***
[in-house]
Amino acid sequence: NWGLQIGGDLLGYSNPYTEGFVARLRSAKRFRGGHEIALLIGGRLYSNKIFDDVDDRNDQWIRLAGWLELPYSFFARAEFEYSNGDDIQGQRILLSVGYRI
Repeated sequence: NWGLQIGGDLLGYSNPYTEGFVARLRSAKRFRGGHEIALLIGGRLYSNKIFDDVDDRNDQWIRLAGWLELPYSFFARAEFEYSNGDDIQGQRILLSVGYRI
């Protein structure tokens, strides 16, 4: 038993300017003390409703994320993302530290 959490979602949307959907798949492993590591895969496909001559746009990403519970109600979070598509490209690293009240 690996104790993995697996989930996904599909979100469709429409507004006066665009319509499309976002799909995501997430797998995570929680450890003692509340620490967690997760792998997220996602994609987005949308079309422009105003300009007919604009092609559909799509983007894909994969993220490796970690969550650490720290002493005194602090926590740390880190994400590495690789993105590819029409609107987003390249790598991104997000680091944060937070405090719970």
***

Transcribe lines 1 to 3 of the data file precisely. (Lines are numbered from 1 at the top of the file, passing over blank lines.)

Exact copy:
[in-house]
Amino acid sequence: NWGLQIGGDLLGYSNPYTEGFVARLRSAKRFRGGHEIALLIGGRLYSNKIFDDVDDRNDQWIRLAGWLELPYSFFARAEFEYSNGDDIQGQRILLSVGYRI
Repeated sequence: NWGLQIGGDLLGYSNPYTEGFVARLRSAKRFRGGHEIALLIGGRLYSNKIFDDVDDRNDQWIRLAGWLELPYSFFARAEFEYSNGDDIQGQRILLSVGYRI